UK Is Ninth Best Country To Live Digitally

Britain United Kingdom Keyboard, Shutterstock - © ronfromyork

The UK has risen one place in Surfshark’s Digital Quality of Life index, but is ranked 32nd globally for ‘Internet quality’

The digital experience for residents of the United Kingdom is pretty good, as the country’s digital quality of life ranking improved over the past 12 months.

According to the fourth annual edition of the Digital Quality of Life Index (DQL) from Surfshark, the UK have moved from 10th to a respectable 9th best country to live in, regarding digital wellbeing (and 7th in Europe).

This puts it ahead of countries such as South Korea (10th), the United States (12th), Norway (17th) and Italy (19th), but behind countries such as France and Germany.


Digital Quality of Life

SurfShark’s DQL reports on the digital experience of 117 countries, or 92 percent of the global population.

SurfShark’s DQL essentially evaluates countries based on five fundamental digital wellbeing pillars: internet quality, e-government, e-infrastructure, internet affordability, and e-security.

For the United Kingdom, out of the five fundamental digital life pillars, the worst score is for internet quality (where the UK is ranked 32nd globally), and the best is for e-government (3rd).

Internet quality considers internet speed, stability, and growth.

Regarding internet speed alone, the UK’s mobile internet ranks higher than fixed broadband in the global ranking, operating at 90.1 Mbps/s (25th globally). Meanwhile, the fixed broadband internet comes 40th (106.6 Mbps/s).

Compared to Ireland, the UK’s mobile internet is 41 percent faster, while broadband is 15 percent slower.

Since last year, mobile internet speed in the UK has improved by 15.3 percent (to 12 Mbps), and fixed broadband speed has grown by 15 percent (to 13.9 Mbps).

In comparison, Singapore’s residents enjoyed mobile speeds up to 104 Mbps/s and fixed broadband speeds to as much as 261 Mbps/s – that’s the fastest internet in the world this year.

UK’s e-infrastructure services are ranked 10th, while internet affordability and e-security rank 11th and 28th, respectively.

In the face of waging inflation, fixed broadband internet has become less affordable worldwide for the second year in a row, prying the global digital divide even further.

To tackle this, BT in May 2021 launched its half-price tariff plan for fibre broadband connections for millions of British households on low incomes.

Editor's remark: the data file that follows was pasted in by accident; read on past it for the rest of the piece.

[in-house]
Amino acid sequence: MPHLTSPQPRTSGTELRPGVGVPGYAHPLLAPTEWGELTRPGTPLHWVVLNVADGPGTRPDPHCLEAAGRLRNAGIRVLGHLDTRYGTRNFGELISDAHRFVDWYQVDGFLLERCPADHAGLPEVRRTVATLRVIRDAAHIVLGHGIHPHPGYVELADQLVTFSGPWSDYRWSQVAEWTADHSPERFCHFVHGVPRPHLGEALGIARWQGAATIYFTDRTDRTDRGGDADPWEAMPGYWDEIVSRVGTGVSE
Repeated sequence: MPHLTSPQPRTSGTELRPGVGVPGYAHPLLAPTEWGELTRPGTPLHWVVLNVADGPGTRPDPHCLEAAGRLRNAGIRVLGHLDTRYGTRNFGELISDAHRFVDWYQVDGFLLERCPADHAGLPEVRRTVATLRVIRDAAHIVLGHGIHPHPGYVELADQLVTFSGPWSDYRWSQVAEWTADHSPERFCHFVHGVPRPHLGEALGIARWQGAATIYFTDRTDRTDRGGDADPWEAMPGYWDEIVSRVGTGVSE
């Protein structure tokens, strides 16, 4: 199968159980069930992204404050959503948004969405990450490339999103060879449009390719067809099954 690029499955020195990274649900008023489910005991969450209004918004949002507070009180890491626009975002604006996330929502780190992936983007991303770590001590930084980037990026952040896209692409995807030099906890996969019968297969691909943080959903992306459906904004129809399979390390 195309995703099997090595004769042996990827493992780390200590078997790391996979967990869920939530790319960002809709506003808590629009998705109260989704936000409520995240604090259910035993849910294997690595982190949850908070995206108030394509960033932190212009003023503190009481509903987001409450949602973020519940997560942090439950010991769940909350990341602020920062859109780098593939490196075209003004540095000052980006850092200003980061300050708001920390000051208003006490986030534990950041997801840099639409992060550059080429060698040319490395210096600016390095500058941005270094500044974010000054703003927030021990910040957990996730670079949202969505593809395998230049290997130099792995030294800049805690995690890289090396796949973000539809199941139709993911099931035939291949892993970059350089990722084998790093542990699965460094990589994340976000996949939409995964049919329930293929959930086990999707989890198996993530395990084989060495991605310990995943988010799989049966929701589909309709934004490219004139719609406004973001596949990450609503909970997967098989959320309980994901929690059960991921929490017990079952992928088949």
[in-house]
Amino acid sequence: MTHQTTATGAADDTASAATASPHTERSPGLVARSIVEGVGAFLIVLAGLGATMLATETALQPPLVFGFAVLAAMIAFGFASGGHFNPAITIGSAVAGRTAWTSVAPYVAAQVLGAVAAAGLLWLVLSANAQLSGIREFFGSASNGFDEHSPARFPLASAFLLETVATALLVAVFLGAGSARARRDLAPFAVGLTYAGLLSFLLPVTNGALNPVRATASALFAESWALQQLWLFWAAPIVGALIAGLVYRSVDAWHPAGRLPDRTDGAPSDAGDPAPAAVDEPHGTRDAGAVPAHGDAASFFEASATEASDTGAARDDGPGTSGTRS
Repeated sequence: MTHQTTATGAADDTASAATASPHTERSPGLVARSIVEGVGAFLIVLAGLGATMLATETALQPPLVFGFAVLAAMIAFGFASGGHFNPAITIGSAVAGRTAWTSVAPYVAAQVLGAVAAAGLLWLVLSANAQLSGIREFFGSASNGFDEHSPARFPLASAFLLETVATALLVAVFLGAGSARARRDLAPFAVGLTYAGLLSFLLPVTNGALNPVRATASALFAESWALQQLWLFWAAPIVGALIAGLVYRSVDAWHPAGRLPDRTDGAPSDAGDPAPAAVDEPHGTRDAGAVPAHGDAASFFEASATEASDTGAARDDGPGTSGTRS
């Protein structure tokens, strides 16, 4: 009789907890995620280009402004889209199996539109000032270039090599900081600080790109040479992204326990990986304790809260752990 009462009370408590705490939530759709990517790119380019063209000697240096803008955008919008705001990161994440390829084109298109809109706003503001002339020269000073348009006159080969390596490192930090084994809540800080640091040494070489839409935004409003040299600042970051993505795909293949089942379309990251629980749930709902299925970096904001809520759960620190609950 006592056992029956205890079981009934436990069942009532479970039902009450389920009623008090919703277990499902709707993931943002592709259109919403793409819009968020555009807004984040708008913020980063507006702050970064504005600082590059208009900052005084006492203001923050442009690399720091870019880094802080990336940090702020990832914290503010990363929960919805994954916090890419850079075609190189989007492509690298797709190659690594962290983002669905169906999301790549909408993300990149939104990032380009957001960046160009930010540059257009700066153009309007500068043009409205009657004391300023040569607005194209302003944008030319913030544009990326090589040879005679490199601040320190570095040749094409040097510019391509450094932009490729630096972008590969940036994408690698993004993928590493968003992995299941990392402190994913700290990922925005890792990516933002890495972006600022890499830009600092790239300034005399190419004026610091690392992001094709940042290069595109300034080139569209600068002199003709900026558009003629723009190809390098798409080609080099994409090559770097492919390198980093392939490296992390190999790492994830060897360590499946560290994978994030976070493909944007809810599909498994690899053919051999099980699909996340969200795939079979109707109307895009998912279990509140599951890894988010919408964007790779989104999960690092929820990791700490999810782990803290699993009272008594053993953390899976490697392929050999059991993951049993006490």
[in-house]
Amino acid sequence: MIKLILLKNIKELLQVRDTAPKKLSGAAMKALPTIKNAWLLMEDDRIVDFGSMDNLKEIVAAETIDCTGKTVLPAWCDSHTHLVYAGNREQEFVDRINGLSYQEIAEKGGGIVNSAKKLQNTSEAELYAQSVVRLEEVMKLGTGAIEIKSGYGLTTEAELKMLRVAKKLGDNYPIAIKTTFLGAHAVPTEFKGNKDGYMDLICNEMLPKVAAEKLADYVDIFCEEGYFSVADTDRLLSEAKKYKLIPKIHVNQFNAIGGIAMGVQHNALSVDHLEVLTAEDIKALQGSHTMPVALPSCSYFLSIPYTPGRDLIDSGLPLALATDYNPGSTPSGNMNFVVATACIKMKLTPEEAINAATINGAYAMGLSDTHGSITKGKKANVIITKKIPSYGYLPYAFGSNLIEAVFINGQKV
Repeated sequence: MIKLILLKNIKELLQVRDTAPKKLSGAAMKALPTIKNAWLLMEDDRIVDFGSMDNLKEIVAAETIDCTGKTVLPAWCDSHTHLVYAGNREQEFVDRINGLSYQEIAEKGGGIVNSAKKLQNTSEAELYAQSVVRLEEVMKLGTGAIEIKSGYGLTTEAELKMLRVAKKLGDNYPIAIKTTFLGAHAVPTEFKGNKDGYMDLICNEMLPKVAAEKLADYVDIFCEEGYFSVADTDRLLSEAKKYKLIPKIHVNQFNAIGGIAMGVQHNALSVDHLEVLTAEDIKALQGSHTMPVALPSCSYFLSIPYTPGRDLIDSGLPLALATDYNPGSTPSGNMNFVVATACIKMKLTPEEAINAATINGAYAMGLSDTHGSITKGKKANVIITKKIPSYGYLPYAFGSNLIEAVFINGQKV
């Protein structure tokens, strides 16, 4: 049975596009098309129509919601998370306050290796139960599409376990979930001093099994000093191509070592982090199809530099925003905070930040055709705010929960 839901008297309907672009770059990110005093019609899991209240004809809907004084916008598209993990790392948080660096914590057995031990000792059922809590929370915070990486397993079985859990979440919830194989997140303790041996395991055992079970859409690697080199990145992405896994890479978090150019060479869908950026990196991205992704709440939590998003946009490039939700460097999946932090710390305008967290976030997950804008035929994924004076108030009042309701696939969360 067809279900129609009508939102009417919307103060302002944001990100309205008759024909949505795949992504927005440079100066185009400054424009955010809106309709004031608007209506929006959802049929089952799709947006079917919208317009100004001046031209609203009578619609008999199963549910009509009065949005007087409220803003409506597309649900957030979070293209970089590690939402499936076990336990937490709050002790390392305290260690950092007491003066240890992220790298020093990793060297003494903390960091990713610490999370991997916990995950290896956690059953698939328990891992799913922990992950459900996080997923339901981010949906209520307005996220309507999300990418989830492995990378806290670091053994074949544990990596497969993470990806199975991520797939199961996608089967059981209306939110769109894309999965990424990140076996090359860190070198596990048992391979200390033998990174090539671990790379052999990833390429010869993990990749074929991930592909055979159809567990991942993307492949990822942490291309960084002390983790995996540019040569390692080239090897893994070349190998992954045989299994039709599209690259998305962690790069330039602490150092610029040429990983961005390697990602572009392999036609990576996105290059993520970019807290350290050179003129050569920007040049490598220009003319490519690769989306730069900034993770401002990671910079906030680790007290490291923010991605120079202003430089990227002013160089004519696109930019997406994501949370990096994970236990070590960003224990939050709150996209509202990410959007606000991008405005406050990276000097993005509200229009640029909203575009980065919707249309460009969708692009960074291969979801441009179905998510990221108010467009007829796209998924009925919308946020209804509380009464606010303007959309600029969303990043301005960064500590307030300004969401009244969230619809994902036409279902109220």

Affordable connectivity

The UK’s internet affordability ranks 11th in the world according to SurfShark.

Residents can buy 1GB of mobile internet in the UK for as cheap as 27 seconds of work per month, 4 times less than in Ireland. However, compared to Israel, which has the most affordable mobile internet on the planet (5s per 1GB), Britons work 5 times more. Its affordability stayed relatively the same, having decreased by only 1 second.

Fixed broadband costs British citizens around 78 minutes of their working time each month.

To afford it, Britons have to work 4 times more than Israeli citizens, for whom the most affordable package costs only 19 min of work monthly.

“While countries with a strong digital quality of life tend to be those of advanced economies, our global study found that money doesn’t always buy digital happiness,” explained Gabriele Racaityte-Krasauske, head of PR at Surfshark.

“That is why, for the fourth year in a row, we continue analysing the Digital Quality of Life to see how different nations keep up with providing the basic digital necessities for their citizens,” said Racaityte-Krasauske. “Most importantly, our research seeks to show the full picture of the global digital divide that millions of people are suffering from.”

Global rankings

Israel is ranked 1st in DQL 2022 and Denmark is the runner-up in the second place.

Germany ranks 3rd, and France and Sweden round up the top five of the 117 evaluated nations.

Congo DR, Yemen, Ethiopia, Mozambique, Cameroon are the bottom five countries.

Regionally, the US stands out in the Americas as a country with the highest digital quality of life, while Israel takes the leading position in Asia. Among African countries, people in South Africa enjoy the highest digital life quality.

In Oceania, New Zealand takes the lead outperforming Australia in various digital areas this year.

The 2022 DQL research used data about the global population from the United Nations, the World Bank, Freedom House, the International Communications Union, and other sources.